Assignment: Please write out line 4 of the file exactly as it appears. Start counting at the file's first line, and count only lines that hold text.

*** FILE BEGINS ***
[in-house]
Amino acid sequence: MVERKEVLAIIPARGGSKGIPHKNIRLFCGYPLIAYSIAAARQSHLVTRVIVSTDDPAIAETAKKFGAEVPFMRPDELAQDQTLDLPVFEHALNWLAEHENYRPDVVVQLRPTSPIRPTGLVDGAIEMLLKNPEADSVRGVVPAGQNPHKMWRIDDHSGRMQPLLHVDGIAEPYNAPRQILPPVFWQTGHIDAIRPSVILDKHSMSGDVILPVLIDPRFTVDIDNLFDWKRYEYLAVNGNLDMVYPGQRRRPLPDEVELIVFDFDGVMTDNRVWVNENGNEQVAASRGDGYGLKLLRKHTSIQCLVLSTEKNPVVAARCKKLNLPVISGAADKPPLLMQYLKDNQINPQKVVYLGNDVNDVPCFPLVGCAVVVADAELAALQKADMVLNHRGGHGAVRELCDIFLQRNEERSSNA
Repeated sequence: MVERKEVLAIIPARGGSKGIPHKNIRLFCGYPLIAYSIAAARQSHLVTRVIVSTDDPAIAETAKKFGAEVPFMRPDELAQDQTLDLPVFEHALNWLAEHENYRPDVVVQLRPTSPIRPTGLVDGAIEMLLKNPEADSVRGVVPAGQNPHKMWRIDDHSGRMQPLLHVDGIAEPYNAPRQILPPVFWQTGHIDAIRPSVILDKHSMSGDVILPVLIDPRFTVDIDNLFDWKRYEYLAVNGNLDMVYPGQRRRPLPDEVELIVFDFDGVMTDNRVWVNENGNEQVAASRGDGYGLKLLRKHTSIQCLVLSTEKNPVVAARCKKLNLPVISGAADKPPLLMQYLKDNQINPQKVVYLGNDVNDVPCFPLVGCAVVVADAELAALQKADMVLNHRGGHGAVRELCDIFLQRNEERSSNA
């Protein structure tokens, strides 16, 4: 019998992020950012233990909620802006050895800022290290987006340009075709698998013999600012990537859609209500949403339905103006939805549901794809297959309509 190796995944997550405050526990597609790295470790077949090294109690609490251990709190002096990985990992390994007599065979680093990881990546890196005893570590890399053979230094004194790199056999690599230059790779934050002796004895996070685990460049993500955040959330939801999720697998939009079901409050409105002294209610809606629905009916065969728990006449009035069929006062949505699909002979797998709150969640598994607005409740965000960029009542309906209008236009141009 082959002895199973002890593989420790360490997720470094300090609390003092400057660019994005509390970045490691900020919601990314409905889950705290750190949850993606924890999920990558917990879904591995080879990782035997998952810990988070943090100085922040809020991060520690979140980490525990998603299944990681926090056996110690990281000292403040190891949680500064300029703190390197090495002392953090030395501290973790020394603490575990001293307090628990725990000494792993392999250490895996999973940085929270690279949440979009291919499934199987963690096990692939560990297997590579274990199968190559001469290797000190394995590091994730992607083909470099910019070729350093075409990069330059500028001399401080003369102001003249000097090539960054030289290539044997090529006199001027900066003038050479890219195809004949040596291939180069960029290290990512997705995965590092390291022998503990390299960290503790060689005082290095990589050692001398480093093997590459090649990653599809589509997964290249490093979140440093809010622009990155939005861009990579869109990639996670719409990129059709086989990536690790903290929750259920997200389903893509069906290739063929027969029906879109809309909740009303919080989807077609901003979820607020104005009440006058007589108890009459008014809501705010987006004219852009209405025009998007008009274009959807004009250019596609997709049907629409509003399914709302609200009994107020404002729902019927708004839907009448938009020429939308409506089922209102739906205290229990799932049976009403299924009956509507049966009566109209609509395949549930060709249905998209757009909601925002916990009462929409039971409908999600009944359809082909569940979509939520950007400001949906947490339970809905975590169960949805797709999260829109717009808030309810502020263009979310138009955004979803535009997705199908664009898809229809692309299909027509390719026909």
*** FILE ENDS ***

């Protein structure tokens, strides 16, 4: 019998992020950012233990909620802006050895800022290290987006340009075709698998013999600012990537859609209500949403339905103006939805549901794809297959309509 190796995944997550405050526990597609790295470790077949090294109690609490251990709190002096990985990992390994007599065979680093990881990546890196005893570590890399053979230094004194790199056999690599230059790779934050002796004895996070685990460049993500955040959330939801999720697998939009079901409050409105002294209610809606629905009916065969728990006449009035069929006062949505699909002979797998709150969640598994607005409740965000960029009542309906209008236009141009 082959002895199973002890593989420790360490997720470094300090609390003092400057660019994005509390970045490691900020919601990314409905889950705290750190949850993606924890999920990558917990879904591995080879990782035997998952810990988070943090100085922040809020991060520690979140980490525990998603299944990681926090056996110690990281000292403040190891949680500064300029703190390197090495002392953090030395501290973790020394603490575990001293307090628990725990000494792993392999250490895996999973940085929270690279949440979009291919499934199987963690096990692939560990297997590579274990199968190559001469290797000190394995590091994730992607083909470099910019070729350093075409990069330059500028001399401080003369102001003249000097090539960054030289290539044997090529006199001027900066003038050479890219195809004949040596291939180069960029290290990512997705995965590092390291022998503990390299960290503790060689005082290095990589050692001398480093093997590459090649990653599809589509997964290249490093979140440093809010622009990155939005861009990579869109990639996670719409990129059709086989990536690790903290929750259920997200389903893509069906290739063929027969029906879109809309909740009303919080989807077609901003979820607020104005009440006058007589108890009459008014809501705010987006004219852009209405025009998007008009274009959807004009250019596609997709049907629409509003399914709302609200009994107020404002729902019927708004839907009448938009020429939308409506089922209102739906205290229990799932049976009403299924009956509507049966009566109209609509395949549930060709249905998209757009909601925002916990009462929409039971409908999600009944359809082909569940979509939520950007400001949906947490339970809905975590169960949805797709999260829109717009808030309810502020263009979310138009955004979803535009997705199908664009898809229809692309299909027509390719026909």